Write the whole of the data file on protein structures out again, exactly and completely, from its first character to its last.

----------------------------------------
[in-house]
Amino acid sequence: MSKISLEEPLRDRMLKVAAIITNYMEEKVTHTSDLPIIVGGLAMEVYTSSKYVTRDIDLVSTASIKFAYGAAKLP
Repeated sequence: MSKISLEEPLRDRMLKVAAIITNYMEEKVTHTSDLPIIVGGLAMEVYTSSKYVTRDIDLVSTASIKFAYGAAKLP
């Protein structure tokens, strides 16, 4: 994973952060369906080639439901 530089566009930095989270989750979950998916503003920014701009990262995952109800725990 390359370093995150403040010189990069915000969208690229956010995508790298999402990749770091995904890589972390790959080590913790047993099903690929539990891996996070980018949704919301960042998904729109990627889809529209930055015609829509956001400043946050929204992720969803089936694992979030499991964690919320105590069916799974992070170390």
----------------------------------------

[in-house]
Amino acid sequence: MSKISLEEPLRDRMLKVAAIITNYMEEKVTHTSDLPIIVGGLAMEVYTSSKYVTRDIDLVSTASIKFAYGAAKLP
Repeated sequence: MSKISLEEPLRDRMLKVAAIITNYMEEKVTHTSDLPIIVGGLAMEVYTSSKYVTRDIDLVSTASIKFAYGAAKLP
């Protein structure tokens, strides 16, 4: 994973952060369906080639439901 530089566009930095989270989750979950998916503003920014701009990262995952109800725990 390359370093995150403040010189990069915000969208690229956010995508790298999402990749770091995904890589972390790959080590913790047993099903690929539990891996996070980018949704919301960042998904729109990627889809529209930055015609829509956001400043946050929204992720969803089936694992979030499991964690919320105590069916799974992070170390």